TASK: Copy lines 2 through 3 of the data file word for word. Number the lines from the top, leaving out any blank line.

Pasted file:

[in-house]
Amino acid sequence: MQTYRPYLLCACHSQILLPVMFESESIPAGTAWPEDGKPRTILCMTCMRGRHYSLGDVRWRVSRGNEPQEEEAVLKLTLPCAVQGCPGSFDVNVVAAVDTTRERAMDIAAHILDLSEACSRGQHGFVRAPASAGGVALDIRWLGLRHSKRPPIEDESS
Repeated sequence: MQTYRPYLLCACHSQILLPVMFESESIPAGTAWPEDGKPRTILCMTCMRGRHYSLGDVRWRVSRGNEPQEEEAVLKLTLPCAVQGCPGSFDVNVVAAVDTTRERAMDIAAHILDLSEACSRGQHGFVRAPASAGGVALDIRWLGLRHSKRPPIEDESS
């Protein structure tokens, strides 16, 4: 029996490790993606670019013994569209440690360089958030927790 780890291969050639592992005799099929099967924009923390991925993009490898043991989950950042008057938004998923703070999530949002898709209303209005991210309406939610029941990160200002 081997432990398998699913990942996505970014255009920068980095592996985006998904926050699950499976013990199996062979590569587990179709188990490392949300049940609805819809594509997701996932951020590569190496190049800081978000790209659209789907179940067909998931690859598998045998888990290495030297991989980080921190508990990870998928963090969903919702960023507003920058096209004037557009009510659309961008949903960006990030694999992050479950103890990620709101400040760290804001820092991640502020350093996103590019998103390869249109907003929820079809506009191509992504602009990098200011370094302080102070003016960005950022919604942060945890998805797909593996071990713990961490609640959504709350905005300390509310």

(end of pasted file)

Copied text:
Amino acid sequence: MQTYRPYLLCACHSQILLPVMFESESIPAGTAWPEDGKPRTILCMTCMRGRHYSLGDVRWRVSRGNEPQEEEAVLKLTLPCAVQGCPGSFDVNVVAAVDTTRERAMDIAAHILDLSEACSRGQHGFVRAPASAGGVALDIRWLGLRHSKRPPIEDESS
Repeated sequence: MQTYRPYLLCACHSQILLPVMFESESIPAGTAWPEDGKPRTILCMTCMRGRHYSLGDVRWRVSRGNEPQEEEAVLKLTLPCAVQGCPGSFDVNVVAAVDTTRERAMDIAAHILDLSEACSRGQHGFVRAPASAGGVALDIRWLGLRHSKRPPIEDESS